The prevalence of Middle East respiratory Syndrome coronavirus (MERS-CoV) infection in livestock and temporal relation to locations and seasons.J Infect Public Health. 2018 Nov - Dec; 11(6):884-888.JI
The Middle East respiratory syndrome (MERS) has been reported for the first time infecting a human being since 2012. The WHO was notified of 27 countries have reported cases of MERS, the majority of these cases occur in the Arabian Peninsula, particularly in Saudi Arabia. Dromedary camels are likely to be the main source of Middle East respiratory syndrome virus (MERS-CoV) infection in humans.
MERS-CoV infection rates among camels in livestock markets and slaughterhouses were investigated in Saudi Arabia. A total of 698 nasal swabs were collected and examined with Rapid assay and rtRT-PCR. Ten MERS-CoV positive samples were subjected to full genomic sequencing. In addition, the sensitivity and specificity of the Rapid immunochromatographic assay (BioNote, South Korea) was evaluated as a diagnostic tool for MERS-CoV compared to rtRT-PCR.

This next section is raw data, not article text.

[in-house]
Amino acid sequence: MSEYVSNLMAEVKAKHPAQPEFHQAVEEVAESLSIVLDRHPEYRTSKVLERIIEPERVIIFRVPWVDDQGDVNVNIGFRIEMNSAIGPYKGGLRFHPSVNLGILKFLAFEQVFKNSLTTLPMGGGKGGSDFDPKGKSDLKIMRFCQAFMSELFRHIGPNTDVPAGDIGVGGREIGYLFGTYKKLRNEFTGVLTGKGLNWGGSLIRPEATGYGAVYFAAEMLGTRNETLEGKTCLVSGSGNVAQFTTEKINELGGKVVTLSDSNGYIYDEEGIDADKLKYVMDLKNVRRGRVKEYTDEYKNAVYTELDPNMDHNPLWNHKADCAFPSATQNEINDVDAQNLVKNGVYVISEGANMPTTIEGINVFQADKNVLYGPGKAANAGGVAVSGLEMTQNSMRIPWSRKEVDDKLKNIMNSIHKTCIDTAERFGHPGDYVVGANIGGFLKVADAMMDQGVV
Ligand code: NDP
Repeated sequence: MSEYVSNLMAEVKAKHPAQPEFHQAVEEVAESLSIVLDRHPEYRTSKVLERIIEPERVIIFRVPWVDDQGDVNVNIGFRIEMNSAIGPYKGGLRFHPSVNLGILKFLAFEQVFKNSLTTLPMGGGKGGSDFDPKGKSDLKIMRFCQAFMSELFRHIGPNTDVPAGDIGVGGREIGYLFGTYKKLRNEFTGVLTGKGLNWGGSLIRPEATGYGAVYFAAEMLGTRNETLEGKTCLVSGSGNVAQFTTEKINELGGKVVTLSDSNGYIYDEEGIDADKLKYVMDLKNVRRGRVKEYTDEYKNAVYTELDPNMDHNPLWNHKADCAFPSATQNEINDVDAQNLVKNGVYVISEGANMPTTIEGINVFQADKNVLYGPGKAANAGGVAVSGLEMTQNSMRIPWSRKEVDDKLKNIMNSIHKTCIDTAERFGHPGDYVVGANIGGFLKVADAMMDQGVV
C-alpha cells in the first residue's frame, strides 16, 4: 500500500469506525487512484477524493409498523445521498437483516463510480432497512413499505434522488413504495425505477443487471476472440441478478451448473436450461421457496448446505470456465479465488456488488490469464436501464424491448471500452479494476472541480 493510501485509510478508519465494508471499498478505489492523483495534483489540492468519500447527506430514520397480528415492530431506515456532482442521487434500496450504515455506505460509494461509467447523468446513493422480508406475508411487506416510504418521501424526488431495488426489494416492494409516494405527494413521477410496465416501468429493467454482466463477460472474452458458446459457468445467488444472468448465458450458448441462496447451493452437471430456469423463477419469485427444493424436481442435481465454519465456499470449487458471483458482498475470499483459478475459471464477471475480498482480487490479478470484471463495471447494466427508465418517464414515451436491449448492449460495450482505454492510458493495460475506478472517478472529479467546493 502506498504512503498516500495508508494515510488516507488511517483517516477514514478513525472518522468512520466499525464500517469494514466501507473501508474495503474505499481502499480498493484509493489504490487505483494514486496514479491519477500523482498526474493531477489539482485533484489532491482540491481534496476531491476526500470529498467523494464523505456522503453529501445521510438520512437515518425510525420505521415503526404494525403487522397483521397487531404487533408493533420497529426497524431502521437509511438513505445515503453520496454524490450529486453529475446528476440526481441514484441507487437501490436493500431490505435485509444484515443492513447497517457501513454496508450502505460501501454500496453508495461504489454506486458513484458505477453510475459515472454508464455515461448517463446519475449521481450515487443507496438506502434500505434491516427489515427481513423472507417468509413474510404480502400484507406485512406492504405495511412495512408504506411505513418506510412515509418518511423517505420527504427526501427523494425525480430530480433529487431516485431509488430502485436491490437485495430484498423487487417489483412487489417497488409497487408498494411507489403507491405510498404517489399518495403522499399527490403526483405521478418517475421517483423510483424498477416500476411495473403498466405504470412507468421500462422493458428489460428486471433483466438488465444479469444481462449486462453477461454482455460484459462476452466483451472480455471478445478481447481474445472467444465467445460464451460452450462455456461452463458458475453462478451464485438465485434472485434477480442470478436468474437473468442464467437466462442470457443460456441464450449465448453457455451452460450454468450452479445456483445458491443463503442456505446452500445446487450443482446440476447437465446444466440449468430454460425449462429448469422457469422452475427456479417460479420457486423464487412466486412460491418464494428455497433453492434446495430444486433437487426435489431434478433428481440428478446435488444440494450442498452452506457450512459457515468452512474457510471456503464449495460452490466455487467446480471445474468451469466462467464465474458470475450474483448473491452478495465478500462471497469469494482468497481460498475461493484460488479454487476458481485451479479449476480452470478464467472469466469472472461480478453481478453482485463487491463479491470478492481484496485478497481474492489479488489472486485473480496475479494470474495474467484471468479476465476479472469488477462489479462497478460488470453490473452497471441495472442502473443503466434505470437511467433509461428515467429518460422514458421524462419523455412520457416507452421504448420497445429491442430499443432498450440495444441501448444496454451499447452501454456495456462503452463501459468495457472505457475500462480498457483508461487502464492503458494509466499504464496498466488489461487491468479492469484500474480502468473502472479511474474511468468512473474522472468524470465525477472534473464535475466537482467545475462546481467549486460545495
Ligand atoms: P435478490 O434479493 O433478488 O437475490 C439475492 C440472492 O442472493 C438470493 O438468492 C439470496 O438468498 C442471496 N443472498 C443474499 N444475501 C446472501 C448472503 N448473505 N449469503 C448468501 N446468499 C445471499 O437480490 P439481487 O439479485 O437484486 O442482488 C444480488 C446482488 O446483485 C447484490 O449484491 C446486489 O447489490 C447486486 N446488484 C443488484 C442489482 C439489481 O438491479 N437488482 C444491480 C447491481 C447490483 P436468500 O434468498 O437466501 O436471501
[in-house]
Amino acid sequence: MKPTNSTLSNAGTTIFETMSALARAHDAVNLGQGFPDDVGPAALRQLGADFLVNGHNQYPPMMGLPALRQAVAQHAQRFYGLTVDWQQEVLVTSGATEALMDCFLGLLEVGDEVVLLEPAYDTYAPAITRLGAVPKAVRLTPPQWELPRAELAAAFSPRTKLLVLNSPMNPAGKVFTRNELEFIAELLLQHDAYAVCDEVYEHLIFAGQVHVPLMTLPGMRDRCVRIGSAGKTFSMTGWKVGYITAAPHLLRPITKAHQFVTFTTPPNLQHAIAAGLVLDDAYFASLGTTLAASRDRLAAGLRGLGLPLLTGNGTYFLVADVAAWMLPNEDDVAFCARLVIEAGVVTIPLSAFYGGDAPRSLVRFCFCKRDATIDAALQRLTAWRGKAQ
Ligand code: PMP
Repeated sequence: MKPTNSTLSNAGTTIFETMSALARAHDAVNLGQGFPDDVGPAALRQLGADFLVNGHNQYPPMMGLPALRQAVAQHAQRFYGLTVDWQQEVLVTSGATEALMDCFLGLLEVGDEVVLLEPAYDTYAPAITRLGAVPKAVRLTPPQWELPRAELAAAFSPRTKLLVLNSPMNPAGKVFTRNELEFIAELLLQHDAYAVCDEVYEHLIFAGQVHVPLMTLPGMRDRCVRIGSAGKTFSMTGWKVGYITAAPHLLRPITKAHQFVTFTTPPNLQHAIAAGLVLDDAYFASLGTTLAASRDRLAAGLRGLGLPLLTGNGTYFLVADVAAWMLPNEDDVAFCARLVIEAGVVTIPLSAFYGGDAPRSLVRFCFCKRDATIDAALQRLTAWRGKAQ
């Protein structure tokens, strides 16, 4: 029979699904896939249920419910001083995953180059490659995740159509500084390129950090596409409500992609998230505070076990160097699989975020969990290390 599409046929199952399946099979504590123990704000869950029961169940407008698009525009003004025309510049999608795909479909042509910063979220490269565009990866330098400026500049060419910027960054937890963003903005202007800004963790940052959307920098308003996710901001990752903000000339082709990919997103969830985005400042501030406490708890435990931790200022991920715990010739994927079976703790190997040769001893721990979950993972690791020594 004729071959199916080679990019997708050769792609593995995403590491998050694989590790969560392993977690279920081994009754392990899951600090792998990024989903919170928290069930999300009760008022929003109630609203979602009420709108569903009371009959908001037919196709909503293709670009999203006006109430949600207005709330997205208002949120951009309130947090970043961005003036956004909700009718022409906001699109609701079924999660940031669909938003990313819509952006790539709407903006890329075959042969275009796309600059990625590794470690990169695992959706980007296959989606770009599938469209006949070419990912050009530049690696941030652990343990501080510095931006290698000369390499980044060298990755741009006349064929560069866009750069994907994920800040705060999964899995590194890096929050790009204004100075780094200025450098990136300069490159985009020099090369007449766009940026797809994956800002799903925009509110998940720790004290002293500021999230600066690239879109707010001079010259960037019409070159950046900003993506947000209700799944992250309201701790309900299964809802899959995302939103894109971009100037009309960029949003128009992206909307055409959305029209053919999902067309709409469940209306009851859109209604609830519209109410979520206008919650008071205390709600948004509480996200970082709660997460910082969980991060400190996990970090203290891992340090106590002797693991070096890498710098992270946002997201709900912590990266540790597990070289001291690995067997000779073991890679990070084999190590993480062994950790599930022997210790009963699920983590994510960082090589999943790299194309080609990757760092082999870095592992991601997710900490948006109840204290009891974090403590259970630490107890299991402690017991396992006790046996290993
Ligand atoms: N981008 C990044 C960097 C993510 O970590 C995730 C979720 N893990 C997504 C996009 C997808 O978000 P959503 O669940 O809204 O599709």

The results showed a high percentage of dromedaries (56.4%) had evidence for nasal MERS-CoV infection. Phylogenetic analysis of the ten MERS-CoV isolates showed that the sequences were closely related to the other MERS-CoV strains recovered from camels and human cases. Moreover, the results showed that 195 samples were positive for MERS-CoV by rapid assay compared to 394 positive samples of rtRT-PCR, which showed low rapid assay sensitivity (49.49%) while, the specificity were found to be 100%.
These findings indicate that these sites are a highly-hazardous to zoonotic diseases.